It looks like you're using an Ad Blocker.
Please white-list or disable AboveTopSecret.com in your ad-blocking tool.
Some features of ATS will be disabled while you continue to use an ad-blocker.
“On November 22, 2005, less than two business days after you sent your response, you sent an e-mail at 5:11 p.m. stating that if Black Box Voting would like to participate in the test it would have to respond by 10:00 a.m. the following morning. You also said that the time of the test would be moved from 8:00 a.m. to 10:30 a.m. A true and correct copy of your November 22, 2005 response is attached as Exhibit 3.
“Less than three hours after receiving your November 22 e-mail, Black Box Voting responded by suggesting that the Protocols be changed by selecting machines from certain County election offices which have not shown a bias for Diebold. Unfortunately, you have never responded to this correspondence or permitted the inspection, despite Black Box Voting’s reasonable request under California Election Code Section 19202. As such, the Secretary of State has clearly violated Section 19202.
This exploit, accomplished without being given any password and with the same level of access given thousands of poll workers across the USA, showed that the votes themselves were changed in a one-step process. This hack would not be detected in any normal canvassing procedure, and it required only a single a credit-card sized memory card.
Under siege by critics, Diebold is invoking the controversial Digital Millennium Copyright Act (DMCA) to force website operators and ISPs to remove leaked memos -- which explain how anyone with access to [voting] machines could add or delete votes without detection -- from the Internet.
Even more damning, though, is an archive of Diebold E.S. internal software development discussions, proving that the company knows about the problems, yet would rather pretend they didn't exist than fix them, risking our free elections in the process.
This is where the University of Evansville comes in. I have provided this archive on the University Computer Science department server (here), available to the world, along with students from many other universities, as part of a campaign to keep the archive available.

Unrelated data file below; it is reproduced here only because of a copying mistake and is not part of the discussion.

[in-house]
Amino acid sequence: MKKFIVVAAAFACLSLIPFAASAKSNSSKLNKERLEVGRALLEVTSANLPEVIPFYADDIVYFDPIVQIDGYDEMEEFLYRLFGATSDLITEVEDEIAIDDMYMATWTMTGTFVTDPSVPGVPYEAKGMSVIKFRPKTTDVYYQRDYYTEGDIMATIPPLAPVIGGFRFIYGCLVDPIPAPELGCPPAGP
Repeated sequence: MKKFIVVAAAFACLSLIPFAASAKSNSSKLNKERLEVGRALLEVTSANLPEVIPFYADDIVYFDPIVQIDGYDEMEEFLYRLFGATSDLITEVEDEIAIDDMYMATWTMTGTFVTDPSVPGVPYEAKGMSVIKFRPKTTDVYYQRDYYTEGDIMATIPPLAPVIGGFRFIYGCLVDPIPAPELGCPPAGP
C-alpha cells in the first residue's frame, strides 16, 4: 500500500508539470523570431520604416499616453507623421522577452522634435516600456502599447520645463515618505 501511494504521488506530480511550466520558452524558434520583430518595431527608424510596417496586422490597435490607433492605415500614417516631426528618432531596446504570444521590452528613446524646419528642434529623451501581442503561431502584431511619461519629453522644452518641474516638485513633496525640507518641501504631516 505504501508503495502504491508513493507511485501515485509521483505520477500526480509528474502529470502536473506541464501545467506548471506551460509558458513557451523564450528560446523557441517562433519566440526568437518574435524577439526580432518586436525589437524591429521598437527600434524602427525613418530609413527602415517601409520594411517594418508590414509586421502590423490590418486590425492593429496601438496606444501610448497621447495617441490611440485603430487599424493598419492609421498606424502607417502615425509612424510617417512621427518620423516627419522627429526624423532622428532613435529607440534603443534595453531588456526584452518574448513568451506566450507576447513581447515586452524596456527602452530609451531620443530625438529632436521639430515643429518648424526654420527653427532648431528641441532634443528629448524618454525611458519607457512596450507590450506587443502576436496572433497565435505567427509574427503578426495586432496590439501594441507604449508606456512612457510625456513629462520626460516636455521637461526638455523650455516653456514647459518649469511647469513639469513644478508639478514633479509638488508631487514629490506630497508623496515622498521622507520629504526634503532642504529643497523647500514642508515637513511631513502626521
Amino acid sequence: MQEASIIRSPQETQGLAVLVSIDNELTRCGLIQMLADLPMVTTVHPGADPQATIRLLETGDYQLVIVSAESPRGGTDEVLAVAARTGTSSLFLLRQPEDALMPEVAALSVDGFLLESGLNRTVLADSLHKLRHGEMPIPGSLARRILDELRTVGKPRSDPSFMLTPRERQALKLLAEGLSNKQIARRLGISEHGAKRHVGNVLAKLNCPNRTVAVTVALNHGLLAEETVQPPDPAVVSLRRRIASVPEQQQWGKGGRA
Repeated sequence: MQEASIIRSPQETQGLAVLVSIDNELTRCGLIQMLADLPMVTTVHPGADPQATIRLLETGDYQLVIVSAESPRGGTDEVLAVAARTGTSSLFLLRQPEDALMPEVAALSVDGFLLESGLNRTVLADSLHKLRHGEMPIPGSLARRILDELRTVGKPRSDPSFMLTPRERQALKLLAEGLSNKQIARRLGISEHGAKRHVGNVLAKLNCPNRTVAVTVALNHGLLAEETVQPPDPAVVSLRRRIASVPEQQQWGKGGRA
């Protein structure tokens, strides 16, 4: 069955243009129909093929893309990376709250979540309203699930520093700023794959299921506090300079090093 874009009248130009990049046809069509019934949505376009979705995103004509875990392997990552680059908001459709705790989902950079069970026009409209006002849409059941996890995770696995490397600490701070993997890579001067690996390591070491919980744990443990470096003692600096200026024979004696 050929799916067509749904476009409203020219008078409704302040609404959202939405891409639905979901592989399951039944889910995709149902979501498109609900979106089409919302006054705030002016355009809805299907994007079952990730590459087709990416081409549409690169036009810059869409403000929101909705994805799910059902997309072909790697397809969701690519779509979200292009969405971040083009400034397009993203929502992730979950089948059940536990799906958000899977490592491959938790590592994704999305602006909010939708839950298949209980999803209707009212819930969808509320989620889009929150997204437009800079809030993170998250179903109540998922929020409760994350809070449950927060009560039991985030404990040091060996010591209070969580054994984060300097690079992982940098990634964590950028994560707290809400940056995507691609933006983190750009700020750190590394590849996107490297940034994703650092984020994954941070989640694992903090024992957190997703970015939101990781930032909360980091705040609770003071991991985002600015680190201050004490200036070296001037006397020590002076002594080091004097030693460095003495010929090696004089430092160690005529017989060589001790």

Now, Diebold lawyers are sending "takedown requests", alleging copyright infringement, to the access providers of publicly available archives. U.E. has not received one yet, but I believe it soon will.
[edit on 12/14/2005 by QuietSoul]
Originally posted by ChemicalLaser
Let me get this straight... A lawsuit is filed against the company claiming that its product is defective, the CEO resigns, and the stock goes up? What the h is that all about?
Now I ask, WHY would Diebold enter into such an agreement?! They wouldn't unless there were idiots at the helm of the company IMHO.
Originally posted by Springer
I would not be surprised at all to find out the Democratic party is behind this suit. I certainly am not poo-pooing off the possibility that Diebold may have made "false statements" about the quality of their software, machines or security protocols BUT I seriously doubt they "rigged" themachines for the benefit of the Republican party.
Originally posted by Springer
They confirmed a $.50 - $.60 profit per share is what that's all about. Nobody cares about law suits and CEOs with personal problems. The investment community ONLY cares about profits.
Originally posted by whaaa
I wonder what the CEOs connection to the GOP was.
Wed. December 14, 2005: Due to contractual non-performance and security design issues, Leon County (Florida) supervisor of elections Ion Sancho has announced that he will never again use Diebold in an election. He has requested funds to replace the Diebold system from the county. On Tuesday, the most serious “hack” demonstration to date took place in Leon County. The Diebold machines succumbed quickly to alteration of the votes.
Finnish security expert Harri Hursti, together with Black Box Voting, demonstrated that Diebold made misrepresentations to Secretaries of State across the nation when Diebold claimed votes could not be changed on the “memory card” (the credit-card-sized ballot box used by computerized voting machines.